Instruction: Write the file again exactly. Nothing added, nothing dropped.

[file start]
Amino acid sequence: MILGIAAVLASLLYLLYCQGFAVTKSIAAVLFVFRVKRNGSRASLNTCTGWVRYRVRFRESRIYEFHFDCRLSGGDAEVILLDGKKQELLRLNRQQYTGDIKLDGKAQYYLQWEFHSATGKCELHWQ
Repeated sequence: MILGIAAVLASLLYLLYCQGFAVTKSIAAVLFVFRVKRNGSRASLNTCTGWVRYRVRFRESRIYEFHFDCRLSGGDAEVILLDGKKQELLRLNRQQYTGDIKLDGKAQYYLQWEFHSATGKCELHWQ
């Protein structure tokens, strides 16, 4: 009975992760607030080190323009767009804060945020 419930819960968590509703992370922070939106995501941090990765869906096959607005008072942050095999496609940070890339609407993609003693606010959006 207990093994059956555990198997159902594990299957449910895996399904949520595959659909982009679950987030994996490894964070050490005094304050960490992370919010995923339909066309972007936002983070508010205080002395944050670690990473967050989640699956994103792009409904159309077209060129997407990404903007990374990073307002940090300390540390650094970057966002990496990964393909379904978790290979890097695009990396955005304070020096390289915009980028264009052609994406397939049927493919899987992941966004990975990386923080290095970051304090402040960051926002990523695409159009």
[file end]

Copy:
Amino acid sequence: MILGIAAVLASLLYLLYCQGFAVTKSIAAVLFVFRVKRNGSRASLNTCTGWVRYRVRFRESRIYEFHFDCRLSGGDAEVILLDGKKQELLRLNRQQYTGDIKLDGKAQYYLQWEFHSATGKCELHWQ
Repeated sequence: MILGIAAVLASLLYLLYCQGFAVTKSIAAVLFVFRVKRNGSRASLNTCTGWVRYRVRFRESRIYEFHFDCRLSGGDAEVILLDGKKQELLRLNRQQYTGDIKLDGKAQYYLQWEFHSATGKCELHWQ
């Protein structure tokens, strides 16, 4: 009975992760607030080190323009767009804060945020 419930819960968590509703992370922070939106995501941090990765869906096959607005008072942050095999496609940070890339609407993609003693606010959006 207990093994059956555990198997159902594990299957449910895996399904949520595959659909982009679950987030994996490894964070050490005094304050960490992370919010995923339909066309972007936002983070508010205080002395944050670690990473967050989640699956994103792009409904159309077209060129997407990404903007990374990073307002940090300390540390650094970057966002990496990964393909379904978790290979890097695009990396955005304070020096390289915009980028264009052609994406397939049927493919899987992941966004990975990386923080290095970051304090402040960051926002990523695409159009």